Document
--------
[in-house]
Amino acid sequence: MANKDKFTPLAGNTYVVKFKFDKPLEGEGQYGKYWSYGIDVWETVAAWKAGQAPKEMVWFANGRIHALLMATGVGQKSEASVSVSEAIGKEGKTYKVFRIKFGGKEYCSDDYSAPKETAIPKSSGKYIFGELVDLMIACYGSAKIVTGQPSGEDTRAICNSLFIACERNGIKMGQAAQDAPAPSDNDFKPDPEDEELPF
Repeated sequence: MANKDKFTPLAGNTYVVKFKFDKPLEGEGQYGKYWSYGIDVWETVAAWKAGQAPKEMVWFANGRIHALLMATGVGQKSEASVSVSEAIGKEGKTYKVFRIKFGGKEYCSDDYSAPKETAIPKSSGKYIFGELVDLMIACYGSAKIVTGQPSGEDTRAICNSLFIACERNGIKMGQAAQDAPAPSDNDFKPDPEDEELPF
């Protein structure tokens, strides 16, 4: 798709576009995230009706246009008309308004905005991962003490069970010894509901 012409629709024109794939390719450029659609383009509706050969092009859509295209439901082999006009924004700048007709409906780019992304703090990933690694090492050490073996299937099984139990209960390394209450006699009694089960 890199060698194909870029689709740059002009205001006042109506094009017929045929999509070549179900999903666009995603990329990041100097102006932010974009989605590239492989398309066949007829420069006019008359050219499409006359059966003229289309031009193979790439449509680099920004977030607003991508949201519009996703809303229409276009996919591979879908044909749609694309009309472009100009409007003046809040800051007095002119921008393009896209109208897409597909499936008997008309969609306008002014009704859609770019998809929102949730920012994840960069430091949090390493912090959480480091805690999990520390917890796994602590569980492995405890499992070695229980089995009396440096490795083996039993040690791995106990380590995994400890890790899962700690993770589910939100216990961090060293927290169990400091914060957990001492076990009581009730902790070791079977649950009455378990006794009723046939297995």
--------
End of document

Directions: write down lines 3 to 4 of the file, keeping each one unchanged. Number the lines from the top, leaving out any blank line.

Repeated sequence: MANKDKFTPLAGNTYVVKFKFDKPLEGEGQYGKYWSYGIDVWETVAAWKAGQAPKEMVWFANGRIHALLMATGVGQKSEASVSVSEAIGKEGKTYKVFRIKFGGKEYCSDDYSAPKETAIPKSSGKYIFGELVDLMIACYGSAKIVTGQPSGEDTRAICNSLFIACERNGIKMGQAAQDAPAPSDNDFKPDPEDEELPF
């Protein structure tokens, strides 16, 4: 798709576009995230009706246009008309308004905005991962003490069970010894509901 012409629709024109794939390719450029659609383009509706050969092009859509295209439901082999006009924004700048007709409906780019992304703090990933690694090492050490073996299937099984139990209960390394209450006699009694089960 890199060698194909870029689709740059002009205001006042109506094009017929045929999509070549179900999903666009995603990329990041100097102006932010974009989605590239492989398309066949007829420069006019008359050219499409006359059966003229289309031009193979790439449509680099920004977030607003991508949201519009996703809303229409276009996919591979879908044909749609694309009309472009100009409007003046809040800051007095002119921008393009896209109208897409597909499936008997008309969609306008002014009704859609770019998809929102949730920012994840960069430091949090390493912090959480480091805690999990520390917890796994602590569980492995405890499992070695229980089995009396440096490795083996039993040690791995106990380590995994400890890790899962700690993770589910939100216990961090060293927290169990400091914060957990001492076990009581009730902790070791079977649950009455378990006794009723046939297995």